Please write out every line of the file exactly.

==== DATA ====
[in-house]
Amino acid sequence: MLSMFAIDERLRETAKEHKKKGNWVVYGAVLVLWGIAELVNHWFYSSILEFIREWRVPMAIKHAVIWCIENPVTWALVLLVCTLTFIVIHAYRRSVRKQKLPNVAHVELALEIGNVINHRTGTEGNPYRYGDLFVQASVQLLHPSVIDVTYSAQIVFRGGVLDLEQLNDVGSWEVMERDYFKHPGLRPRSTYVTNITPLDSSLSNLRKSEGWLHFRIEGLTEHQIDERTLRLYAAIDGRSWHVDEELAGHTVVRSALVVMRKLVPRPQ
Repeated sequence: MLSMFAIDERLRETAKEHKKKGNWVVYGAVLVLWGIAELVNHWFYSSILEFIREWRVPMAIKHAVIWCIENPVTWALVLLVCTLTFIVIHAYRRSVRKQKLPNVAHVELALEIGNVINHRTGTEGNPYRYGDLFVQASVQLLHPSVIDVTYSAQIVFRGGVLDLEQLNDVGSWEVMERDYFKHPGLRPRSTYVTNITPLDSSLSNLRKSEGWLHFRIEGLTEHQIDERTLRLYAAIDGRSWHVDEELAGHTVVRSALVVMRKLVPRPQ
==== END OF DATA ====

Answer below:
[in-house]
Amino acid sequence: MLSMFAIDERLRETAKEHKKKGNWVVYGAVLVLWGIAELVNHWFYSSILEFIREWRVPMAIKHAVIWCIENPVTWALVLLVCTLTFIVIHAYRRSVRKQKLPNVAHVELALEIGNVINHRTGTEGNPYRYGDLFVQASVQLLHPSVIDVTYSAQIVFRGGVLDLEQLNDVGSWEVMERDYFKHPGLRPRSTYVTNITPLDSSLSNLRKSEGWLHFRIEGLTEHQIDERTLRLYAAIDGRSWHVDEELAGHTVVRSALVVMRKLVPRPQ
Repeated sequence: MLSMFAIDERLRETAKEHKKKGNWVVYGAVLVLWGIAELVNHWFYSSILEFIREWRVPMAIKHAVIWCIENPVTWALVLLVCTLTFIVIHAYRRSVRKQKLPNVAHVELALEIGNVINHRTGTEGNPYRYGDLFVQASVQLLHPSVIDVTYSAQIVFRGGVLDLEQLNDVGSWEVMERDYFKHPGLRPRSTYVTNITPLDSSLSNLRKSEGWLHFRIEGLTEHQIDERTLRLYAAIDGRSWHVDEELAGHTVVRSALVVMRKLVPRPQ